Mission Possible C

iwonder
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Re: Mission Possible C

Postby iwonder » September 15th, 2013, 7:22 pm

*grumbles about clarifications... etc, etc

I looked through the rules and couldn't find anything about it, I assume there'll be an official answer on it soon. I'd assume the ES does, but I'm just a competitor in Texas, I've got no bearing on what an ES does. Personally, even if I was pretty sure the ES would bring it, I'd bring my own unless there's official word on it. Better safe than sorry.
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Re: Mission Possible C

Postby twototwenty » September 16th, 2013, 5:22 am

I know this might sound odd, but what do you all think actually defines an electrical component? Or, specifically, a wire? What I am wondering about it this: would a bimetallic stip be legal? It is just a special piece of metal, which might be used as wire, but would it count as a separate type of electrical component?

Similar to bimetallic strips are thermocouples, which are simply a type of "special" wire. Or Seebeck generators: metal plates and wire. Also, somebody could make a viable resistor by wrapping normal wire (allowed) around a piece of wood (also allowed)...at which point does that cross the line to becoming a new type of electrical component (not allowed)?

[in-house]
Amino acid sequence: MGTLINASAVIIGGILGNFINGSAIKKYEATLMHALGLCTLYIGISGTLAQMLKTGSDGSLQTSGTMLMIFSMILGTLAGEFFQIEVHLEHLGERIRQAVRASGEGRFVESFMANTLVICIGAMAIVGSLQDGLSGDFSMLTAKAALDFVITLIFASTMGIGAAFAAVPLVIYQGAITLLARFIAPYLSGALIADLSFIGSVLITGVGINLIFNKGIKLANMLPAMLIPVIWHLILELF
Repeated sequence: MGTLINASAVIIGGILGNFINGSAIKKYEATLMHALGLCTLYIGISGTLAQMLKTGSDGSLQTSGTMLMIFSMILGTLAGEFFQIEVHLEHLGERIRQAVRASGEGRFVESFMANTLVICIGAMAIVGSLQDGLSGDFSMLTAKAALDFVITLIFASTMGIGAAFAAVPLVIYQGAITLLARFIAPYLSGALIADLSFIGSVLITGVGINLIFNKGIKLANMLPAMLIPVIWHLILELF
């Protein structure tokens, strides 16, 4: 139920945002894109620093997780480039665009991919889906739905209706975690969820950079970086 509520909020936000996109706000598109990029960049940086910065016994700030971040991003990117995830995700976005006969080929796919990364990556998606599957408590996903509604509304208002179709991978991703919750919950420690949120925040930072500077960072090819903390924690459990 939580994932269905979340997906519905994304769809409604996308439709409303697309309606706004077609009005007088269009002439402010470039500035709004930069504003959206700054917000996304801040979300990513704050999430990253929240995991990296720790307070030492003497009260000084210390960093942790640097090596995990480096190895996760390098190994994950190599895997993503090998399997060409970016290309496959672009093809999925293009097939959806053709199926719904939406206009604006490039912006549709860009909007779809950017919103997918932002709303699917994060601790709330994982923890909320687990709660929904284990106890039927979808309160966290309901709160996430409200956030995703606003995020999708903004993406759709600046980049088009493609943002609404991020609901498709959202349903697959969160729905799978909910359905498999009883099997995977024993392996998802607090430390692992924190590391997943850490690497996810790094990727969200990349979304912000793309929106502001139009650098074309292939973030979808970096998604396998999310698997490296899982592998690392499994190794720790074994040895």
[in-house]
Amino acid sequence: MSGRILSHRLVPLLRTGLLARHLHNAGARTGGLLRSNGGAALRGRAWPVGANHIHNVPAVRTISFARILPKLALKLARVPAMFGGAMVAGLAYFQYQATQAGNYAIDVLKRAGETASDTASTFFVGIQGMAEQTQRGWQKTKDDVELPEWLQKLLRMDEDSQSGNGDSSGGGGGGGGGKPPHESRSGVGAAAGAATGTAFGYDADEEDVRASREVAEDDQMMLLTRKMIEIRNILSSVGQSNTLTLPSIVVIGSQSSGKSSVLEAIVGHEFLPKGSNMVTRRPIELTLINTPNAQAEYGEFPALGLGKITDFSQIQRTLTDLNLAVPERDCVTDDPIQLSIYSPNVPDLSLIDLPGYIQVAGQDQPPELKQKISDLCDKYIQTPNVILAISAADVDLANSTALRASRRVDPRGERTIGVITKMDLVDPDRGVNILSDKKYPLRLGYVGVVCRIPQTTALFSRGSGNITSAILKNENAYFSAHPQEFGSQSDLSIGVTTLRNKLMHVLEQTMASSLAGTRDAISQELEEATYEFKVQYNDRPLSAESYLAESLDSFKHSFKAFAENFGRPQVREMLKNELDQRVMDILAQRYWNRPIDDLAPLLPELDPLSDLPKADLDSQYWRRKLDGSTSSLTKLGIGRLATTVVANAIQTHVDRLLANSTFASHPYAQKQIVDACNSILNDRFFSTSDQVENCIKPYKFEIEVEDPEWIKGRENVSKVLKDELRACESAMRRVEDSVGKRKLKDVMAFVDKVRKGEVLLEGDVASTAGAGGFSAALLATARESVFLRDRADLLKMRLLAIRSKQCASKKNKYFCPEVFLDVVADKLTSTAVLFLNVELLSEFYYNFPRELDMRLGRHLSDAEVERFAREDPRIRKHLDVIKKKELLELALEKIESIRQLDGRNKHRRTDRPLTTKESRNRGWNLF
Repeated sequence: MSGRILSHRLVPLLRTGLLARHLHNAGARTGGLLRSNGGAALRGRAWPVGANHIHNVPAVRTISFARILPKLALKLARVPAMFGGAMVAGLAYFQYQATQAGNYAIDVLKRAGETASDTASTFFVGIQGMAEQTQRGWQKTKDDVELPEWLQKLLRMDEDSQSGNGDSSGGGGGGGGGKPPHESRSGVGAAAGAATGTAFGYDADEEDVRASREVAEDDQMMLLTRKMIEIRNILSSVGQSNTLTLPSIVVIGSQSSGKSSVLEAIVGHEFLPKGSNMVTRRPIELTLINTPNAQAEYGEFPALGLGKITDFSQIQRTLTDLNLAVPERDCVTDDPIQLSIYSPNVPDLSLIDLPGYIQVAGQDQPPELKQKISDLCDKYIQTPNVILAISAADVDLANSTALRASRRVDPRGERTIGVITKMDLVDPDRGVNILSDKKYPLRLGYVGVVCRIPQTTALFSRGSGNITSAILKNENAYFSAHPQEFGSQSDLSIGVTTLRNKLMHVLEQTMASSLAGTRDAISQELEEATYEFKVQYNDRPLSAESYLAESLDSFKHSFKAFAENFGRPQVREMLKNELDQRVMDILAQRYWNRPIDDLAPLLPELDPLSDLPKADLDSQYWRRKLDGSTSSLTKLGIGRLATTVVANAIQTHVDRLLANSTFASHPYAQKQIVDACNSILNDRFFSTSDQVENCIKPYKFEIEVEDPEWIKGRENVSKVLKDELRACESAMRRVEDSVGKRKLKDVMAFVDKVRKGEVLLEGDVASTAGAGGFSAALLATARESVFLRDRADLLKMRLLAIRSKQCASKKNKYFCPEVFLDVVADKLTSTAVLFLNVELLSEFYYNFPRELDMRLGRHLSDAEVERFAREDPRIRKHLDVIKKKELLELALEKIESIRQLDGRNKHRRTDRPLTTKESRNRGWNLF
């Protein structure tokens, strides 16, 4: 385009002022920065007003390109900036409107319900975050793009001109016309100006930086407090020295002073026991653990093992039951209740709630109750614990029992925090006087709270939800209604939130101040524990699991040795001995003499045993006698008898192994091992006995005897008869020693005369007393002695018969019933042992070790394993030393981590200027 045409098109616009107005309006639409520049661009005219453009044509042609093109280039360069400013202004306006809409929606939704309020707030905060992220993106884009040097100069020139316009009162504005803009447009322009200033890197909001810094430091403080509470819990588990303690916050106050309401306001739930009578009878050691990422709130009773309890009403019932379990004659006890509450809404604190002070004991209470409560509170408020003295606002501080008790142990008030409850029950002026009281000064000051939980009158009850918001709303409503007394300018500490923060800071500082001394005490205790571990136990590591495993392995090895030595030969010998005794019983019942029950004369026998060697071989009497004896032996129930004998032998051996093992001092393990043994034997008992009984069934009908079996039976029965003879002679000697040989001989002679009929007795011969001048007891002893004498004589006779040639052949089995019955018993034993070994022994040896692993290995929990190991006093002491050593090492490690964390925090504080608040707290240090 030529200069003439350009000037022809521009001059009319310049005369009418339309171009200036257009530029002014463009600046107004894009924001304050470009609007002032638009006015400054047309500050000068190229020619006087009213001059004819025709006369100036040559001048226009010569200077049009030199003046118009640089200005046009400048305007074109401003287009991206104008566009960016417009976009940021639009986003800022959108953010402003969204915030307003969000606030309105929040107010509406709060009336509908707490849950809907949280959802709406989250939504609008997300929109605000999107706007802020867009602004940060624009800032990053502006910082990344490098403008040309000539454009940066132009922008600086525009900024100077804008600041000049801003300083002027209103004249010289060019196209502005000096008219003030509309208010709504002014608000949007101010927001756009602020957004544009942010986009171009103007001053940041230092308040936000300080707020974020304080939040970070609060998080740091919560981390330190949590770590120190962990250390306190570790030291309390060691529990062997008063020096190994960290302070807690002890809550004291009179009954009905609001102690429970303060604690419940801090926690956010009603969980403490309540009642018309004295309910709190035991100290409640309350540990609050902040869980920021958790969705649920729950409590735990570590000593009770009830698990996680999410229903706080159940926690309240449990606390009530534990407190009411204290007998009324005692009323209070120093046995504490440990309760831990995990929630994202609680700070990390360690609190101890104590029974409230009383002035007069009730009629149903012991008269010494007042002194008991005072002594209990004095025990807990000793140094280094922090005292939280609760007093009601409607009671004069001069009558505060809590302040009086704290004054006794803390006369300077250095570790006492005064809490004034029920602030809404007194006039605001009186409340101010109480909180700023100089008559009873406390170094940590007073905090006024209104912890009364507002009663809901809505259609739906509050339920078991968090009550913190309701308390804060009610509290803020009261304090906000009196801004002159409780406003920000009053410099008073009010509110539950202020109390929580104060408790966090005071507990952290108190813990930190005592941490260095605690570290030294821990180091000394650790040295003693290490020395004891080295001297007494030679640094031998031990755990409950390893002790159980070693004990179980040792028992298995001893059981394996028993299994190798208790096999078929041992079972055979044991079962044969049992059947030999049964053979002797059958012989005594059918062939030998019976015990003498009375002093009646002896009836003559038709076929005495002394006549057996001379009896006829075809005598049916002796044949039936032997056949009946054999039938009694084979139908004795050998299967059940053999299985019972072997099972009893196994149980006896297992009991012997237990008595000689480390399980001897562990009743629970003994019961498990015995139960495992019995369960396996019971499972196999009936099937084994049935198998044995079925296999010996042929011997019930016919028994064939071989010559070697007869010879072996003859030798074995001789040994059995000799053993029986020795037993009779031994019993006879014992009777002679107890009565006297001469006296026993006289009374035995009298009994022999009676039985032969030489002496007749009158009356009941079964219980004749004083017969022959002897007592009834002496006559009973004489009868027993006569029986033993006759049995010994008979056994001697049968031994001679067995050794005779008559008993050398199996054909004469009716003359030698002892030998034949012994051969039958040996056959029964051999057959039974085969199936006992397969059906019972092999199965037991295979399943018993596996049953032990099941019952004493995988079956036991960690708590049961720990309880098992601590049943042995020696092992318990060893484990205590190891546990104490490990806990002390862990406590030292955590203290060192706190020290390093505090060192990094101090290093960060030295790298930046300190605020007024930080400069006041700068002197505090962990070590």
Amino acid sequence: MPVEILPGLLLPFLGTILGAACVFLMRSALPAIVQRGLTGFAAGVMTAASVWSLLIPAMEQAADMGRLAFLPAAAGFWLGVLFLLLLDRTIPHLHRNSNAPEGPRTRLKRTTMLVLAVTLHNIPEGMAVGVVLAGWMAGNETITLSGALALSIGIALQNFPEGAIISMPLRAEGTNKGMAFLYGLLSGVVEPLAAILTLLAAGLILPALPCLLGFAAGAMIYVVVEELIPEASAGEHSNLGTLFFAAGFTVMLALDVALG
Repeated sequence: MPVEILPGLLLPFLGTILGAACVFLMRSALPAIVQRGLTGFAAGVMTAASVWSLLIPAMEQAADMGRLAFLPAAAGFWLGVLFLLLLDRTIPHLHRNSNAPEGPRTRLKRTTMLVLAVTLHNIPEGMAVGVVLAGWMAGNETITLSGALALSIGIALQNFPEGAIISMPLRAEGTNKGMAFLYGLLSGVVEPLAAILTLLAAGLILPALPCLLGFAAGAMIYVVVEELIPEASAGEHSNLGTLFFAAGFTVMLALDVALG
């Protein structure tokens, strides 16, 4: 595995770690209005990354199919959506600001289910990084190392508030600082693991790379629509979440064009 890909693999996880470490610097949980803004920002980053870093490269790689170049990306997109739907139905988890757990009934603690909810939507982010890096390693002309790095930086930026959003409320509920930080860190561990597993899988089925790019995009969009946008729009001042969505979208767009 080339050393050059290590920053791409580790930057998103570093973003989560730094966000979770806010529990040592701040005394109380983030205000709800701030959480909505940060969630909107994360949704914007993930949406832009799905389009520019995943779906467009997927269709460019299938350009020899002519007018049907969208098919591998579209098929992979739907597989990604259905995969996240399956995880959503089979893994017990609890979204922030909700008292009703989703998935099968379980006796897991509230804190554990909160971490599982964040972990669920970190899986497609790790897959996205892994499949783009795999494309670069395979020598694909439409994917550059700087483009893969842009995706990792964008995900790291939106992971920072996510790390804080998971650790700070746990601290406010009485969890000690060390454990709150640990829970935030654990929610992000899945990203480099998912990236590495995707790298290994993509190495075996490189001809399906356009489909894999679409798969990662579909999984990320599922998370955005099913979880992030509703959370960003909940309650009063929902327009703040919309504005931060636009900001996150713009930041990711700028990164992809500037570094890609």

I will probably submit a question about this, but I'm interested in hearing what you all have to say first.

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Re: Mission Possible C

Postby iwonder » September 16th, 2013, 5:37 am

I know this might sound odd, but what do you all think actually defines an electrical component? Or, specifically, a wire? What I am wondering about it this: would a bimetallic stip be legal? It is just a special piece of metal, which might be used as wire, but would it count as a separate type of electrical component?

Similar to bimetallic strips are thermocouples, which are simply a type of "special" wire. Or Seebeck generators: metal plates and wire. Also, somebody could make a viable resistor by wrapping normal wire (allowed) around a piece of wood (also allowed)...at which point does that cross the line to becoming a new type of electrical component (not allowed)?

I will probably submit a question about this, but I'm interested in hearing what you all have to say first.
Well here's my question to you... where did that rule mention electrical component? The only place I see it is after the list of materials, so someone could possibly interpret it as not allowing wood, plastic, string, anything, when it's obviously meant to limit electrical components, that's my concern going to contest at least. I've seen some really strange rule readings..